The new MA-201 fet large-diaphragm condenser microphone is the solid-state alternative to the company’s popular MA-200 tube mike. Many engineers are going back to overheads and room-miking techniques rather than throwing dozens of microphones on a kit, and the 201 succeeds in both applications ($695).

Muse Research

Muse’s new versions of its plug-in players — the touring-musician-oriented Receptor 2 PRO and the composer-oriented Receptor 2 PRO Max — have three times the hard drive bandwidth, ten times the networking bandwidth, and double the raw processing power. Both versions come pre-installed with Univers Sons USB Plugsound BOX instrument library, a $700 value at no charge. We spotted Will Calhoun and Chester Thompson demonstratintg these players at the Muse booth. Receptor 2 Pro ($2,599), Pro Max ($3,199).

Muse also debuted a “mini muse” receptor known as the Muse Box, which runs programs such as Addictive Drums without a hitch, and is an ideal expander for people who want better sounds for their V-Drums rigs. Available late summer/early fall ($899.)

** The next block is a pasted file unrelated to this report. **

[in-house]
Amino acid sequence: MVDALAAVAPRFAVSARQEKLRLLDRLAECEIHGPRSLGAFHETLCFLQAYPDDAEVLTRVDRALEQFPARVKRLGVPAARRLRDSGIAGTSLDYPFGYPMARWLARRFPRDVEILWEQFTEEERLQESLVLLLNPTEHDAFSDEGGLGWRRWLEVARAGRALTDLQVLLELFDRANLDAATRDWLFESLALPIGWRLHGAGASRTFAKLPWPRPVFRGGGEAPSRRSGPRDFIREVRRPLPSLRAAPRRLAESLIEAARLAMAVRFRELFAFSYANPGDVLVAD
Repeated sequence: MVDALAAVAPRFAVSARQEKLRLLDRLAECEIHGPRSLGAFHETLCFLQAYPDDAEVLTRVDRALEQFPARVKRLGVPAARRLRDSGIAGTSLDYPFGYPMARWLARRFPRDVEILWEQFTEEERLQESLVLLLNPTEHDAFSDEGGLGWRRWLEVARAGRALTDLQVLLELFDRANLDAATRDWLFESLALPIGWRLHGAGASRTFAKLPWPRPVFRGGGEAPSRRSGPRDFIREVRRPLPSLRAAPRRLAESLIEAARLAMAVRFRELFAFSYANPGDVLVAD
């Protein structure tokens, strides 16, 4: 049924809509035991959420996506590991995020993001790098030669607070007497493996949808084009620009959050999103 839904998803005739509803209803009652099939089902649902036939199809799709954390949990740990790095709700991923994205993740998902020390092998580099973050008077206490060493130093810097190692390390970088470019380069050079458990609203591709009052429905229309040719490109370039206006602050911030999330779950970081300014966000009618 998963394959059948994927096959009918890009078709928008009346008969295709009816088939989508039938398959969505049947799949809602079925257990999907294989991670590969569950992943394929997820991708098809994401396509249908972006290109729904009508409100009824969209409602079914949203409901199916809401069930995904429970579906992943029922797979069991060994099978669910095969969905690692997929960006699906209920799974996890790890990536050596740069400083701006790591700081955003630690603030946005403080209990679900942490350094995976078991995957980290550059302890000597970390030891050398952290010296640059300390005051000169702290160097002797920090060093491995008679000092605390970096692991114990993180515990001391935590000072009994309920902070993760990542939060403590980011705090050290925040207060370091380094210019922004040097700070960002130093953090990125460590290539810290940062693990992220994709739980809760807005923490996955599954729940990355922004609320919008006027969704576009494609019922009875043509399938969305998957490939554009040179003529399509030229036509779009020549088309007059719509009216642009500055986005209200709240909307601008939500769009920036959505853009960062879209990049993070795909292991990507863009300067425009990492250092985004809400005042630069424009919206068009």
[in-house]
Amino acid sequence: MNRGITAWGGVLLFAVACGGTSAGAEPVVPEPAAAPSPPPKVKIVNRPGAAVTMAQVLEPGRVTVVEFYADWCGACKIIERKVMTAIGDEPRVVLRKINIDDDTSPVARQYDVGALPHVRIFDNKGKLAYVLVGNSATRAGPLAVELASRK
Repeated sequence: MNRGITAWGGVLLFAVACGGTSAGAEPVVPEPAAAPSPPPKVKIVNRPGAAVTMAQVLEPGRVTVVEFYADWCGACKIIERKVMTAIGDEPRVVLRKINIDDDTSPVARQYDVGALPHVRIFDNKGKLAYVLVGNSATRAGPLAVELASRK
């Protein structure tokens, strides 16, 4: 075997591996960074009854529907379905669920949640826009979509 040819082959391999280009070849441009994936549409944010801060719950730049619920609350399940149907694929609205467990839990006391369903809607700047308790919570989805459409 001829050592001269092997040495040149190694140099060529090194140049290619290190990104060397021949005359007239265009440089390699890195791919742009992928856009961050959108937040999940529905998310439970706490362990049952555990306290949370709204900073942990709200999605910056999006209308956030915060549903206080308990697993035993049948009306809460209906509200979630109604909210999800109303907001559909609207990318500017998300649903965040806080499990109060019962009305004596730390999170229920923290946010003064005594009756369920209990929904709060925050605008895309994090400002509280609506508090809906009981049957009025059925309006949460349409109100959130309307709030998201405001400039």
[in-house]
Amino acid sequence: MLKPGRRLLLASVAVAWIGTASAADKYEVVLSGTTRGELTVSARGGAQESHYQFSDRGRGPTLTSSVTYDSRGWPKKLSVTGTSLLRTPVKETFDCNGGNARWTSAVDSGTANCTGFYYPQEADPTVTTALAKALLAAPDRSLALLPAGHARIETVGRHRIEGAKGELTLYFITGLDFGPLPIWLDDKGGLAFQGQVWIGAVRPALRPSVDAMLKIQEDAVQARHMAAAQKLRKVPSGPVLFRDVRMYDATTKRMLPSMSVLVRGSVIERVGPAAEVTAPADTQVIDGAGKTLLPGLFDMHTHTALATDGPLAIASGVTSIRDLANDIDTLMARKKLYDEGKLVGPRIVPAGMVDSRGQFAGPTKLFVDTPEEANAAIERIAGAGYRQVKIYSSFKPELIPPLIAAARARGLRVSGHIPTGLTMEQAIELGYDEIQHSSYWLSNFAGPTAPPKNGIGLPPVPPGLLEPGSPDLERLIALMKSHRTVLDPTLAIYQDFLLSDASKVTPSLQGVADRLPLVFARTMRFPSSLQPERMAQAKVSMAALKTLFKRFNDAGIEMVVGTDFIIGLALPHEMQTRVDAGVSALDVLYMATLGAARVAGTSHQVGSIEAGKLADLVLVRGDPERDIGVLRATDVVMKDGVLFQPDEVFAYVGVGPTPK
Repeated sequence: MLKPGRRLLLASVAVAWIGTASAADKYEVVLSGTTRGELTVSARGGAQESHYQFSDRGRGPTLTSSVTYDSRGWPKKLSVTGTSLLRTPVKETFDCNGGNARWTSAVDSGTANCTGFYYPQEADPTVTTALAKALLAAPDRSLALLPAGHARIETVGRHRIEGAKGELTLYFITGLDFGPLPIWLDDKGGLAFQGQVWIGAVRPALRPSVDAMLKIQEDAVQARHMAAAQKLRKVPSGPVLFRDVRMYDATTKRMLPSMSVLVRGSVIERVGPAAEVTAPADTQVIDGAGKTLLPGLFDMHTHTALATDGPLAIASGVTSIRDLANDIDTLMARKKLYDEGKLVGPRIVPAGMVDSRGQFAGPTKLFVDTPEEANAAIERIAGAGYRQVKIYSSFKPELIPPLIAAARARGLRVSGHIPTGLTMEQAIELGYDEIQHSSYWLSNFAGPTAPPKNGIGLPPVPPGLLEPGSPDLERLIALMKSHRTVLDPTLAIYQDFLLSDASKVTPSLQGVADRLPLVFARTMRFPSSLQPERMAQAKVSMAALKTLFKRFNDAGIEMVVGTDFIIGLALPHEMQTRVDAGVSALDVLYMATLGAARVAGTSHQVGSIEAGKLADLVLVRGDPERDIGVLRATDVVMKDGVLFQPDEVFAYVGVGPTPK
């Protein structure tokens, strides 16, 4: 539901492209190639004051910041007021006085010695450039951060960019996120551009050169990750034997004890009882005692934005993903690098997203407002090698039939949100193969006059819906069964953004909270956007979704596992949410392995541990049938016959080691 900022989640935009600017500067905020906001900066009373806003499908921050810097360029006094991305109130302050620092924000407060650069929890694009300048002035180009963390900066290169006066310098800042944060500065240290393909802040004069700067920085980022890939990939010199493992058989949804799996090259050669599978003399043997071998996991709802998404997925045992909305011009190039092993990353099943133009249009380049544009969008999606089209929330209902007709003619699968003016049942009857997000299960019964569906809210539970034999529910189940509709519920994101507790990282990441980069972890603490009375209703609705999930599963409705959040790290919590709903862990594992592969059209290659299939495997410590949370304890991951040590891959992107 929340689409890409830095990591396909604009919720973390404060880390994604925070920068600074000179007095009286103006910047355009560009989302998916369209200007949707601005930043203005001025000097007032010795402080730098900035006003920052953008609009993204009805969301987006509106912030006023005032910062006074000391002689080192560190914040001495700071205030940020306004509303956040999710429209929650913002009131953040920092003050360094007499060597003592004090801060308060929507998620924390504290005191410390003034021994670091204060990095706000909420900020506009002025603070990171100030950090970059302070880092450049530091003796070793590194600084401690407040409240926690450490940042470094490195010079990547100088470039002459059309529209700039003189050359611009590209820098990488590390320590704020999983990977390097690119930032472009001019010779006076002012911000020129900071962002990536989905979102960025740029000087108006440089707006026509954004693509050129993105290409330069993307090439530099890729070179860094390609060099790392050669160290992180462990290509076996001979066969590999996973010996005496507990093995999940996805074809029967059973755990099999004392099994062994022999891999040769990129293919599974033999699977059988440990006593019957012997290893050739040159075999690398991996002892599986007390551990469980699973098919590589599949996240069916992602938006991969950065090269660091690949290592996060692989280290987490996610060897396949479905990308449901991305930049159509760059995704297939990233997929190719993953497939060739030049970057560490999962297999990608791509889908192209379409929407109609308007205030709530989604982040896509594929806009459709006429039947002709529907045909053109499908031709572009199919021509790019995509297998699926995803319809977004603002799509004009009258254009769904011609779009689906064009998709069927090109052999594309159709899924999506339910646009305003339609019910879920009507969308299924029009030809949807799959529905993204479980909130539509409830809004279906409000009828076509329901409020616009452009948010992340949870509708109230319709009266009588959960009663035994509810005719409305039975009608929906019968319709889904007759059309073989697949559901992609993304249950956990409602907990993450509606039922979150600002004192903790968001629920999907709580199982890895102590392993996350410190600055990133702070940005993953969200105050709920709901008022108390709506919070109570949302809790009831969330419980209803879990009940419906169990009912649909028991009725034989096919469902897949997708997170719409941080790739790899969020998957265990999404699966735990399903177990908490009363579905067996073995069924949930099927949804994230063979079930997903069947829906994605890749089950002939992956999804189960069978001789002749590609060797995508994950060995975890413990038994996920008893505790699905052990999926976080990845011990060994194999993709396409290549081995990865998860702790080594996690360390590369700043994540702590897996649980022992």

Ocean Way Drums

Software maker Ocean Way Drums has introduced a lower price point with the Expandable series, a customizable package with the same features as the Platinum HD and Gold editions, but at half the price. The Silver edition contains nine multi-channel kits and 30 GB of 24-bit/48k audiophile samples ($499). The DL edition contains five kits, 10 GB of 24-bit/48k samples and a Download Card redeemable for two additional kits or one multi-channel kit ($249).